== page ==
10 Minutes with Claudia Schreier

The emerging choreographer is making waves.

Schreier rehearsing with Ballet Academy East. Rosalie O’Connor, Courtesy Schreier

Claudia Schreier has burst onto the ballet scene seemingly out of nowhere. She graduated from Harvard University with a passion for making ballets and, since winning the Breaking Glass Project in 2014, the freelance choreographer has been enjoying an accelerated and atypical career trajectory. She is the latest recipient of the Virginia B. Toulmin Fellowship for Women Choreographers at the Center for Ballet and the Arts at New York University, which she will start in the spring. In the meantime, audiences can sample her latest visually layered, neoclassical work on August 8 in the Vail International Dance Festival’s NOW: Premieres evening, among big names such as Matthew Neenan, Lil Buck and Jodi Melnick.

Congratulations on receiving a commission from Vail! How did that happen?

I met Damian Woetzel in 2006 at Harvard, when he was at the Kennedy School and his wife, Heather Watts, was my dance professor. Heather came to a dress rehearsal of some of my early choreography and told Damian about it. I’ve been close with them since. Last year, I helped out with the program book for the festival. So when he told me he wanted me to do something in Vail this summer I thought, Okay, I can take over the program book. My jaw dropped when he said he was thinking of a duet or something larger.

What are you creating for the premiere?

Right now I am rehearsing with four dancers, three of whom Damian has invited as guest artists (Joseph Gordon, Unity Phelan and Zachary Catazaro of New York City Ballet) and Da’ Von Doane (Dance Theatre of Harlem), whom I’ve worked with before. The quartet will be eight minutes, with two movements danced to two different piano concertos from Russian composers Dmitri Shostakovich and Alfred Schnittke.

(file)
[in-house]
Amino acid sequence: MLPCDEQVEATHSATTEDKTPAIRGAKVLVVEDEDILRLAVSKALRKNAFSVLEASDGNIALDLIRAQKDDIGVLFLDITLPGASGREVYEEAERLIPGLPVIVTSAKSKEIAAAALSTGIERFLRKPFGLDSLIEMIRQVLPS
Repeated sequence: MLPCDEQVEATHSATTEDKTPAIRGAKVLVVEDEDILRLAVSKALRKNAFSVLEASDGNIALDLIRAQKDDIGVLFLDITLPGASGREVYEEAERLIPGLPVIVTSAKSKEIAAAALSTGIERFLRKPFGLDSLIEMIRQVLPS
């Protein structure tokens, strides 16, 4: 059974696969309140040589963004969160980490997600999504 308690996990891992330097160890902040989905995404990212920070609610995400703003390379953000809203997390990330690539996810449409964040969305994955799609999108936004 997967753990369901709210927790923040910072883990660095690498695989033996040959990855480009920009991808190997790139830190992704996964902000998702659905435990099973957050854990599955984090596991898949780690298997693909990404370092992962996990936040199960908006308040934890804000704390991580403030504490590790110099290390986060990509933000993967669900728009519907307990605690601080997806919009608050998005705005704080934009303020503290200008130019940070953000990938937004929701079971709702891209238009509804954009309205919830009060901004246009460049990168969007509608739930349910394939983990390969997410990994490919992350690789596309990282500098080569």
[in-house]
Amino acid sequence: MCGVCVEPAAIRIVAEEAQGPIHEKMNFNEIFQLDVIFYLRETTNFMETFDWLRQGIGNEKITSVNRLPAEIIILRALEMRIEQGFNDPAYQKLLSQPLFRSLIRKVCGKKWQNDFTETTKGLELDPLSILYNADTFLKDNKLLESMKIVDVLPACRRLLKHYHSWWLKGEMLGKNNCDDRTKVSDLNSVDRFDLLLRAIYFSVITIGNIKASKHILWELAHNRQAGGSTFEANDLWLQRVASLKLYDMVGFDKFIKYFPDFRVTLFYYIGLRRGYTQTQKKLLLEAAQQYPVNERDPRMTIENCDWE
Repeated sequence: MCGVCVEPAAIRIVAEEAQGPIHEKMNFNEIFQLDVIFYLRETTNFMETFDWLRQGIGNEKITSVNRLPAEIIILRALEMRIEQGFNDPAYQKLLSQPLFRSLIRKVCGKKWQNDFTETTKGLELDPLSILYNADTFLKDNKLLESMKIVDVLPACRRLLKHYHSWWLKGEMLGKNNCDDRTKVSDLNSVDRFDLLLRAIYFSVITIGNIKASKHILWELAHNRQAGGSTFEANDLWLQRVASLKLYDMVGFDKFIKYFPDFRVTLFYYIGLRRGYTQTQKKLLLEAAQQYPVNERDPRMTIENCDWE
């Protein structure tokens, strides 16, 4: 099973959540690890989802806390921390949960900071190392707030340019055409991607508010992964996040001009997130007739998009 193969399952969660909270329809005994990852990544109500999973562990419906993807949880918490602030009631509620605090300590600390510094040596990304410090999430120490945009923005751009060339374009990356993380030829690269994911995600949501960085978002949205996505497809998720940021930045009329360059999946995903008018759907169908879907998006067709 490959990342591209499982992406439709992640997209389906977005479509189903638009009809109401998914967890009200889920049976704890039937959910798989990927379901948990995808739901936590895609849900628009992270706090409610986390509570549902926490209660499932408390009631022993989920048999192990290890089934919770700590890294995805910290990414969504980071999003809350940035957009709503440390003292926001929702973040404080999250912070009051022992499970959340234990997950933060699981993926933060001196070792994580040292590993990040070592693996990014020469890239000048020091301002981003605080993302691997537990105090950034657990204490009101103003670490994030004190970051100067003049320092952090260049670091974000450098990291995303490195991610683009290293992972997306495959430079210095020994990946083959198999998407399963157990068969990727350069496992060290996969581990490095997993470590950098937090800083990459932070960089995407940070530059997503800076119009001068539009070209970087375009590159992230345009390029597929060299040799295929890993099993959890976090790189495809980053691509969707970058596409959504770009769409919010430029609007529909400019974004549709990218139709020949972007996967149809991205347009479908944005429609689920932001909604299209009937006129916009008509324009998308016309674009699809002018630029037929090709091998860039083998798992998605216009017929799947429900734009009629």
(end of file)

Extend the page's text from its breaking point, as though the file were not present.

What does it feel like to be featured on such a celebrated evening?

Everything feels new and exciting for me and I don’t want to lose that feeling. After winning Breaking Glass, suddenly my work, which originally was just a passion project I couldn’t let go of, turned into something bigger than I could have ever envisioned. There is a certain pressure as a ballet choreographer because there is such a push towards new movement, and always the question of “How are you going to transform the face of dance?” But I don’t think I should try to answer that right now. I just want to make my kind of ballet. 

How will you use your NYU fellowship next spring?

I will have the rare opportunity of a lab where the only expectation is an informal studio showing, so I left the proposal open-ended. But I do feel strongly in having an end goal, and I plan to commission new music from living composers, including Dutch composer Douwe Eisenga.

How are these new opportunities changing your life?

Since 2009, I’ve worked full-time at Alvin Ailey in the marketing department, and I will be leaving at the end of this year to take on the fellowship. It has required a lot of time management. I wake up very early and choreograph before going in to the office. As soon as I leave, I’m running to rehearsal. I’ve used all my vacation days to do commissions and present work. When I got this fellowship the decision was made for me—it states I am not allowed to work anywhere else—otherwise I would have probably tried.

How will you pay your bills?

I will have a $35,000 stipend, and will be using some of it to pay the dancers and musicians. After that, I have a small amount saved, but I’m just taking a giant leap. I have these panic moments, because it has been a long time since I have lived paycheck to paycheck, but it is immediately followed by the euphoria of getting to do what I want to do.

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Courtesy Harlequin

What Does It Take to Make a Safe Outdoor Stage for Dance?

Warmer weather is just around the corner, and with it comes a light at the end of a hibernation tunnel for many dance organizations: a chance to perform again. While social distancing and mask-wearing remain essential to gathering safely, the great outdoors has become an often-preferred performance venue.